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Heritage of Excellence

The heritage of excellence in forestry and logging runs deep in the province of New Brunswick and nowhere is this more prevalent than in the northern regions of this maritime area. Today, forestry is the dominant industry in the province, being both the major employer and the principal exporter. Up to 14 communities in N.B. are completely dependent on the forest industry for their livelihood.

November 14, 2011  By Ronald G. Mullins

Caron’s FBR2800C processor shows off its reach and swing torque capabilities. “The swing torque is great. When you get a tree down The heritage of excellence in forestry and logging runs deep in the province of New Brunswick and nowhere is this more prevalent than in the northern regions of this maritime area. Today

Here, arguably the most successful of all maritime forest production companies, J.D. Irving Limited, has grown from humble beginnings in the rough and tumble Acadian sawmill town of Bouctouche, N.B., to be one of the largest owners/lessors of forest lands in North America.

In the northeast corner of the province, the towns of Edmundston and Saint Leonard and their surrounding areas, are two such communities where the economy is driven by forestry with a small mix of other agriculture disciplines tossed in for good measure.  

It is here, in the Edmundston area, that Fernand Caron began a very rewarding career as a forest harvester. At 64 years of age, Caron still goes to work in the forest on a daily basis.
Following closely in père Caron’s footsteps is Marco Caron, president of GJMV Caron, Inc. Drawing heavily on the heritage of excellence learned at his father’s side, the company continues to be one of the more successful foresters in the region.

Most recently, Marco and his crew have been working under contract to J.D. Irving Limited, harvesting a mix of spruce, balsam, fir, poplar and birch and delivering it to the company’s mill in nearby St. Leonard.


Shopping the Market
Last year, it became clear to Marco that he had to upgrade his forestry harvester to remain competitive in an increasingly aggressive timber market. Like all good businessmen, he did his due diligence and “shopped” the market. “I checked out what everyone had to offer,” Caron says. Then, while attending Forest Expo in Halifax, N.S., in September 2008, Marco saw the new Volvo FBR2800C Harvester in action. It certainly got his attention.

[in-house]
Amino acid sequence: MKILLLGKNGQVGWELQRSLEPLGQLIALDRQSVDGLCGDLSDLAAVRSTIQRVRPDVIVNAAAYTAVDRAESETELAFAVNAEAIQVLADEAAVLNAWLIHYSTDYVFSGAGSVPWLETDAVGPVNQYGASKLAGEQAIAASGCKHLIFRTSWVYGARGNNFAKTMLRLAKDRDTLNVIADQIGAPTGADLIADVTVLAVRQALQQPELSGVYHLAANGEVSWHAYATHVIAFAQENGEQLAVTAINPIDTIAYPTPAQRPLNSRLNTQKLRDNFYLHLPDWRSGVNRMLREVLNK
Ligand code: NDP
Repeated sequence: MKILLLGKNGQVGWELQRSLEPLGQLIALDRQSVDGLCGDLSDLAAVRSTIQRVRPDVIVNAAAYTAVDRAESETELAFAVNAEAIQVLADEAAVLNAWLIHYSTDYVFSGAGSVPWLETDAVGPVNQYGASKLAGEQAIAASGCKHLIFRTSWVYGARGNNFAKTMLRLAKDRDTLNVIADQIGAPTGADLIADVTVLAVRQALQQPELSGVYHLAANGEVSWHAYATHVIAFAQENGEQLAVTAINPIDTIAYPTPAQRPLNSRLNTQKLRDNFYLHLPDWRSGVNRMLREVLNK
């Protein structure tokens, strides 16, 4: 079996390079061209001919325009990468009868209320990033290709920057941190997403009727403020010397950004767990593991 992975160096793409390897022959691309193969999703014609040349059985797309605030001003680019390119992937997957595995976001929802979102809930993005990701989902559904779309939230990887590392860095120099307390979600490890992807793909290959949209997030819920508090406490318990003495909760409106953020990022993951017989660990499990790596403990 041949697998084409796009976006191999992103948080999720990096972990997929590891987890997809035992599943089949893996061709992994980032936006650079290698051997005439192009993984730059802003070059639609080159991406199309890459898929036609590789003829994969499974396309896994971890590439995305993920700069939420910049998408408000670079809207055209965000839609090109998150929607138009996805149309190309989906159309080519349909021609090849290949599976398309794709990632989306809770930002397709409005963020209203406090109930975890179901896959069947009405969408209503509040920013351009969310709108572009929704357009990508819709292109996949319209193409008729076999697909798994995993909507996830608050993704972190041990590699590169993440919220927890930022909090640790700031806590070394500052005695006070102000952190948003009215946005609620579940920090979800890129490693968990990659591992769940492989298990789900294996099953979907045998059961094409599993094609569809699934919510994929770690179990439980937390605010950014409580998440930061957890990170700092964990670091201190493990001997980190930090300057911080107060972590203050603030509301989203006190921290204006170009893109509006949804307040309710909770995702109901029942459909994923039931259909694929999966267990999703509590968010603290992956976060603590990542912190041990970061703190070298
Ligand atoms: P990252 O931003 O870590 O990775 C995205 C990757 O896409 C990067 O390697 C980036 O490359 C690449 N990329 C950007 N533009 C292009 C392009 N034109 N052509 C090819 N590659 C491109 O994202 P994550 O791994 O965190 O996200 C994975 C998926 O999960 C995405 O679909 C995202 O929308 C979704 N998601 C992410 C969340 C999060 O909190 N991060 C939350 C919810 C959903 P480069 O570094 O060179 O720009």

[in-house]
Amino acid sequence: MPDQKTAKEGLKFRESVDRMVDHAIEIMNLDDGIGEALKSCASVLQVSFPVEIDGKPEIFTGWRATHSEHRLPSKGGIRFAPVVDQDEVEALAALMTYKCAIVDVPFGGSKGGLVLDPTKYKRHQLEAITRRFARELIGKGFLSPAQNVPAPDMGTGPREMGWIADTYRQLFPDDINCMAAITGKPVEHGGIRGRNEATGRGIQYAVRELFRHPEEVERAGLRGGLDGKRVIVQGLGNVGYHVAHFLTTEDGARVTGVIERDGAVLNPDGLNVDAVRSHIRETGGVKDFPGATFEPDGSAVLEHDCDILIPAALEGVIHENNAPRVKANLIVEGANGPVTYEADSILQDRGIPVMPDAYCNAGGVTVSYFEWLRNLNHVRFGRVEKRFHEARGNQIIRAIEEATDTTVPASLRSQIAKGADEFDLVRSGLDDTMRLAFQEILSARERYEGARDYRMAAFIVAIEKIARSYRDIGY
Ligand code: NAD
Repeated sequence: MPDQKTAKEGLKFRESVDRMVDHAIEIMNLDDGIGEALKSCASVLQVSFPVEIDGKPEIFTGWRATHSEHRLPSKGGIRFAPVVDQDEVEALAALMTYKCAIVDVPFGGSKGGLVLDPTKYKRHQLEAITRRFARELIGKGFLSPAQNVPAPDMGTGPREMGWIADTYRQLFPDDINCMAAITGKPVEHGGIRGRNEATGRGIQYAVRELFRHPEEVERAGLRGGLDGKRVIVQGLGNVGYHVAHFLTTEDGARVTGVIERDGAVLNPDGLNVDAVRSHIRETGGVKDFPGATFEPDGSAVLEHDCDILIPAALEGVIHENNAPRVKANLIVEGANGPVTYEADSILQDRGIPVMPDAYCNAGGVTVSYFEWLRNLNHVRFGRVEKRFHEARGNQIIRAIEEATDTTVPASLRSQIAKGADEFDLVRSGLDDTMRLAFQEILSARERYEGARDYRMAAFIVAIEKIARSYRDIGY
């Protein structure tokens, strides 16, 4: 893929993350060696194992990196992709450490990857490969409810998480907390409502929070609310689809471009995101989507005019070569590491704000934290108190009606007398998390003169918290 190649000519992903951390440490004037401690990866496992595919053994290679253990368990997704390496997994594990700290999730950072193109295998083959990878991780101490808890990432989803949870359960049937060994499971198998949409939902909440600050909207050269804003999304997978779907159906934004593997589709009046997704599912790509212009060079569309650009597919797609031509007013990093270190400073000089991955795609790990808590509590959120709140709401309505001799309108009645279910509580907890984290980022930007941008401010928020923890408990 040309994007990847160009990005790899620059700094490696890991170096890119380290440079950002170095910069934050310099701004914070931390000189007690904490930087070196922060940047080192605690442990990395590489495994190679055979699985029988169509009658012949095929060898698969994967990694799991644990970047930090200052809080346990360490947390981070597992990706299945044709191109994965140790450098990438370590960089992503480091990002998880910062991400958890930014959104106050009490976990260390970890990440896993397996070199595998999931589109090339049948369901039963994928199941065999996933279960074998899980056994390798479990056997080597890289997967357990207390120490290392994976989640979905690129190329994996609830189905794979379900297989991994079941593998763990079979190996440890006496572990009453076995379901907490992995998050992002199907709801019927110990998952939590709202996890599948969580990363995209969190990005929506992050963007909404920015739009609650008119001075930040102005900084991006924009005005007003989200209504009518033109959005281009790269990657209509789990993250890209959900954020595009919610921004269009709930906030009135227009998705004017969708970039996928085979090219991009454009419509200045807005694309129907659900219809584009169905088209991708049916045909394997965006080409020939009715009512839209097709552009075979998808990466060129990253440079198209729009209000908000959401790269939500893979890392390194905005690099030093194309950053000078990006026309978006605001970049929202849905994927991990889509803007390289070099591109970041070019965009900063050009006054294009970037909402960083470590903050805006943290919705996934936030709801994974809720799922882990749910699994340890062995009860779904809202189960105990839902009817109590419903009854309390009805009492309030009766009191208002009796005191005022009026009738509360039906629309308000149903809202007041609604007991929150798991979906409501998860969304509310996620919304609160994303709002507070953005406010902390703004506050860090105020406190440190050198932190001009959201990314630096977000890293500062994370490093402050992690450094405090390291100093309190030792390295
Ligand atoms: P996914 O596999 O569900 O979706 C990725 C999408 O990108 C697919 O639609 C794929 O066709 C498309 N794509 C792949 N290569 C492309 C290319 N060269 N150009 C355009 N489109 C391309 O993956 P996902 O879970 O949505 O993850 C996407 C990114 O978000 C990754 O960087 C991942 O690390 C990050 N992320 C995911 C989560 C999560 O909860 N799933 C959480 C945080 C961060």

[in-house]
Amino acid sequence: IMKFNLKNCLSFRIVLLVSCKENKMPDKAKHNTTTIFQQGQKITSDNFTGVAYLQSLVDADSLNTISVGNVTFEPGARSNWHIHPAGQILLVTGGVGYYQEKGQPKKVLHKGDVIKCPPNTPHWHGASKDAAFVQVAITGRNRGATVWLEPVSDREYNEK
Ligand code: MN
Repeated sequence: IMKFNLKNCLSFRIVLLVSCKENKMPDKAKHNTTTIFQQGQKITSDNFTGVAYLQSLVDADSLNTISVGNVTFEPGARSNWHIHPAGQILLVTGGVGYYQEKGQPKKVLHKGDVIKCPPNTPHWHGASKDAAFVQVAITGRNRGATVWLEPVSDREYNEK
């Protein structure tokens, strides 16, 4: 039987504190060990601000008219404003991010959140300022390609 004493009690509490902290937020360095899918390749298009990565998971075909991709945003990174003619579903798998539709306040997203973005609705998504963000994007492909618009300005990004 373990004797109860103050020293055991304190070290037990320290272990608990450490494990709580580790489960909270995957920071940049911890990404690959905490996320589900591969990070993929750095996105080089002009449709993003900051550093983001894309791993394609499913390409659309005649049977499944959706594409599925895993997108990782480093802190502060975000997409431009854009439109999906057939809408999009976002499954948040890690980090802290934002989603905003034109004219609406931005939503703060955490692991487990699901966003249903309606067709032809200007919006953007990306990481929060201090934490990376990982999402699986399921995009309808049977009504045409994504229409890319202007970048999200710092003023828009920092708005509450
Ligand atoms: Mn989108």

Volvo Construction Equipment had re-entered the forest equipment manufacturing business in a major way a few years prior with the introduction of its popular and productive tracked forestry carrier line. In years previous, Volvo, BM based in Eskilstuna, Sweden, was one of the largest and most respected international forestry equipment manufacturers with several pioneering products and leading-edge technology. The forestry machinery business line represented a sizable portion of the total company offerings. In 1977, Volvo/Volvo BM’s decision to fully concentrate its activities on construction equipment had led to the decision to divest the company of its forestry equipment operations.

“With the success and acceptance of the new Volvo tracked forestry carrier line, we knew that it was time to expand our horizons,” stated Ken Kelly, Volvo’s North American director of forestry. “We started by taking a close look at what the others were doing. As well, we drew heavily on Volvo’s heritage of excellence in their global tracked excavator business line. In the spring of 2007, Volvo approached Pierre Gaudreault, president of Technologies Directes, the Quebec City based manufacturer of feller bunchers and harvesters. Volvo made Pierre an offer for the company’s business, technology and intellectual property, and the rest is history.”

Today, Gaudreault continues to head up the Volvo Feller Buncher/Harvester engineering design team. “With Direct we knew we had a good product,” Gaudreault notes. “We needed Volvo to help us go to the next level.”

Product Introduction
At the Halifax based 2008 Forest Expo, Volvo Construction Equipment introduced its new forestry equipment, including the three models in the brand new Feller Buncher/Harvester line: the full size FB3800C; the minimum tail-swing radius FB2800C; and the zero tail-swing FBR2800C, all of which are available in either feller buncher or harvester configurations.  

When Marco Caron returned home from the show, he immediately approached Strongco Equipment, Volvo Construction Equipment’s premier dealer in Eastern Canada. He wanted to find out more about the Volvo feller buncher/harvesters he saw in Halifax. Shortly thereafter, Serge Bergeron, Volvo’s forestry segment manager based in Quebec City, and Mickel Nadeau, Strongco’s forestry representative for the Atlantic region delivered the Volvo FBR2800C Harvester with the serial number ending in 001 to Caron’s N.B. cut-block.